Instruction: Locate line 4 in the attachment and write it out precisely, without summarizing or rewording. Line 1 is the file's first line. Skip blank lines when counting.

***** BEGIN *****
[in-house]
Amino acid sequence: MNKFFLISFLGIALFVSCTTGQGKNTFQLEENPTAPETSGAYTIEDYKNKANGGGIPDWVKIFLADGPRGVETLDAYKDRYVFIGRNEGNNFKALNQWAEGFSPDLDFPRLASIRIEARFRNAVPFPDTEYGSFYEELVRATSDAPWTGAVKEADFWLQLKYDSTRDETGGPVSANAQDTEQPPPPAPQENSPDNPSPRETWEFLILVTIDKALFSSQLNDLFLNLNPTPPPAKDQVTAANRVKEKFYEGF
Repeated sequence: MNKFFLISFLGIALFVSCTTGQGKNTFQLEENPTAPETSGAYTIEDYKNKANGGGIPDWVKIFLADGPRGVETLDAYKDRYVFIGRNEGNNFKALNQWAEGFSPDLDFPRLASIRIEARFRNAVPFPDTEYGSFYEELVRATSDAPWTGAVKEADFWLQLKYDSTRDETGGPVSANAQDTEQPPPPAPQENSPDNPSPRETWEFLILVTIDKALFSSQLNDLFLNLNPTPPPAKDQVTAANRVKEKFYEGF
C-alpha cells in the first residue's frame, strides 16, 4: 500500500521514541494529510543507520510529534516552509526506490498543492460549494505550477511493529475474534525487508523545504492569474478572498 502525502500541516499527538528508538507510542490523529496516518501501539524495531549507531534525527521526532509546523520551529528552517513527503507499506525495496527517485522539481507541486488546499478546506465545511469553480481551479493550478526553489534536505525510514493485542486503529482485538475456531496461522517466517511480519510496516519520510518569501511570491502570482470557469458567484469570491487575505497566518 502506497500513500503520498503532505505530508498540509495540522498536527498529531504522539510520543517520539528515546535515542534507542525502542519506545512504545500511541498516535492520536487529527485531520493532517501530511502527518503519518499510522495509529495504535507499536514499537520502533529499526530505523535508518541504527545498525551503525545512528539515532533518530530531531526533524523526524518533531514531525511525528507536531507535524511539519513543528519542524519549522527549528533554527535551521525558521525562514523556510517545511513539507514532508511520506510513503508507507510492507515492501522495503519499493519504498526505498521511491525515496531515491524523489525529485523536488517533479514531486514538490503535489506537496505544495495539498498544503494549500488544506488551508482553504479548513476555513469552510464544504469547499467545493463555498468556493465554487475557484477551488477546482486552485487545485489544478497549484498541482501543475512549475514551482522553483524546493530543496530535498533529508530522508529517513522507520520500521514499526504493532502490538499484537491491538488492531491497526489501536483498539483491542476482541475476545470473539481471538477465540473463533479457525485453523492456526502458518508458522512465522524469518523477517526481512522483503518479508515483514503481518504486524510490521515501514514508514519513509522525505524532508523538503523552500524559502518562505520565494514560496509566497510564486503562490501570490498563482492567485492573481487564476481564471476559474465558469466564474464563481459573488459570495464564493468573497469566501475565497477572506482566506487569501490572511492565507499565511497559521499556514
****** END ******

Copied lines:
C-alpha cells in the first residue's frame, strides 16, 4: 500500500521514541494529510543507520510529534516552509526506490498543492460549494505550477511493529475474534525487508523545504492569474478572498 502525502500541516499527538528508538507510542490523529496516518501501539524495531549507531534525527521526532509546523520551529528552517513527503507499506525495496527517485522539481507541486488546499478546506465545511469553480481551479493550478526553489534536505525510514493485542486503529482485538475456531496461522517466517511480519510496516519520510518569501511570491502570482470557469458567484469570491487575505497566518 502506497500513500503520498503532505505530508498540509495540522498536527498529531504522539510520543517520539528515546535515542534507542525502542519506545512504545500511541498516535492520536487529527485531520493532517501530511502527518503519518499510522495509529495504535507499536514499537520502533529499526530505523535508518541504527545498525551503525545512528539515532533518530530531531526533524523526524518533531514531525511525528507536531507535524511539519513543528519542524519549522527549528533554527535551521525558521525562514523556510517545511513539507514532508511520506510513503508507507510492507515492501522495503519499493519504498526505498521511491525515496531515491524523489525529485523536488517533479514531486514538490503535489506537496505544495495539498498544503494549500488544506488551508482553504479548513476555513469552510464544504469547499467545493463555498468556493465554487475557484477551488477546482486552485487545485489544478497549484498541482501543475512549475514551482522553483524546493530543496530535498533529508530522508529517513522507520520500521514499526504493532502490538499484537491491538488492531491497526489501536483498539483491542476482541475476545470473539481471538477465540473463533479457525485453523492456526502458518508458522512465522524469518523477517526481512522483503518479508515483514503481518504486524510490521515501514514508514519513509522525505524532508523538503523552500524559502518562505520565494514560496509566497510564486503562490501570490498563482492567485492573481487564476481564471476559474465558469466564474464563481459573488459570495464564493468573497469566501475565497477572506482566506487569501490572511492565507499565511497559521499556514